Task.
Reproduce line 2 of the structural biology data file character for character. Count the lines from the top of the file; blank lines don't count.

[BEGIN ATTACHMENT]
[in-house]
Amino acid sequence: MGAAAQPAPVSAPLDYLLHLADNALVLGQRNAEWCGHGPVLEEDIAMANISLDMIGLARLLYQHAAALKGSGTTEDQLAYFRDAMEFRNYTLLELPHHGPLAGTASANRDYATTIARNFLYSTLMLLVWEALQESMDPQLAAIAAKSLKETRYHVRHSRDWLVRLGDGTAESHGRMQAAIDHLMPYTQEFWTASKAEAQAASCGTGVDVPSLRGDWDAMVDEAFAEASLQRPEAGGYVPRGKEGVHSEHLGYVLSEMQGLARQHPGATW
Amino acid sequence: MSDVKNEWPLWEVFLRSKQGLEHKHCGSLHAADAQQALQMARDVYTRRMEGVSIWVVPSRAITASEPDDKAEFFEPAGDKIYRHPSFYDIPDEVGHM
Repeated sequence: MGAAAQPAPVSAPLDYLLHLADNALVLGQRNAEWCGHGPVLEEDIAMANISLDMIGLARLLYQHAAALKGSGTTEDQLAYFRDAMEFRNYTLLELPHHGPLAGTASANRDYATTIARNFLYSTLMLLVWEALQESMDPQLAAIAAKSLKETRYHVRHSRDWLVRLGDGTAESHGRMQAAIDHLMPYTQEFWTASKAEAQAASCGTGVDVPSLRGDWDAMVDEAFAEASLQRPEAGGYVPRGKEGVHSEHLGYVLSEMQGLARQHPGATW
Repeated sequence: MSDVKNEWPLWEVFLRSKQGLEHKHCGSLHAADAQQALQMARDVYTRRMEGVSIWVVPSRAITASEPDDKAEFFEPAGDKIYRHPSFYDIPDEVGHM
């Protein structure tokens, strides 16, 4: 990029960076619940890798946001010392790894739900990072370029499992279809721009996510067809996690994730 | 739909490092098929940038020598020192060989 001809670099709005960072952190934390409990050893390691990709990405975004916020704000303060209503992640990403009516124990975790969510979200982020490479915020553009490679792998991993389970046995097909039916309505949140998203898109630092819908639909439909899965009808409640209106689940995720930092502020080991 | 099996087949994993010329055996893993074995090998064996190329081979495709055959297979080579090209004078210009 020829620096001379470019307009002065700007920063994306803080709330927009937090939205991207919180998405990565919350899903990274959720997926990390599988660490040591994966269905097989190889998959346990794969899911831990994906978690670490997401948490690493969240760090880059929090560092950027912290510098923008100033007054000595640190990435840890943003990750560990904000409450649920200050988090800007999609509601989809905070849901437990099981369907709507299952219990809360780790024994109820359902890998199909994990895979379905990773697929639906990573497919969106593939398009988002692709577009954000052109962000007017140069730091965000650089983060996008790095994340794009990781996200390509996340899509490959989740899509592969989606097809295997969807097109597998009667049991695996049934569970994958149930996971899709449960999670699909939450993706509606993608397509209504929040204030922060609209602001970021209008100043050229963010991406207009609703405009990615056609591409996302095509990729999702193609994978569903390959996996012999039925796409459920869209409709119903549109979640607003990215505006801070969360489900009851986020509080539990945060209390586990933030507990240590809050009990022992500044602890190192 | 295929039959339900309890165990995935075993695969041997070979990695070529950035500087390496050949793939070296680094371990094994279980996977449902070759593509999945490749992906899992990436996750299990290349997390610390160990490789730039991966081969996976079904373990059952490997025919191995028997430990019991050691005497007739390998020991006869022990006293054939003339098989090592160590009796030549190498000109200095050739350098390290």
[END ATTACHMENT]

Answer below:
Amino acid sequence: MGAAAQPAPVSAPLDYLLHLADNALVLGQRNAEWCGHGPVLEEDIAMANISLDMIGLARLLYQHAAALKGSGTTEDQLAYFRDAMEFRNYTLLELPHHGPLAGTASANRDYATTIARNFLYSTLMLLVWEALQESMDPQLAAIAAKSLKETRYHVRHSRDWLVRLGDGTAESHGRMQAAIDHLMPYTQEFWTASKAEAQAASCGTGVDVPSLRGDWDAMVDEAFAEASLQRPEAGGYVPRGKEGVHSEHLGYVLSEMQGLARQHPGATW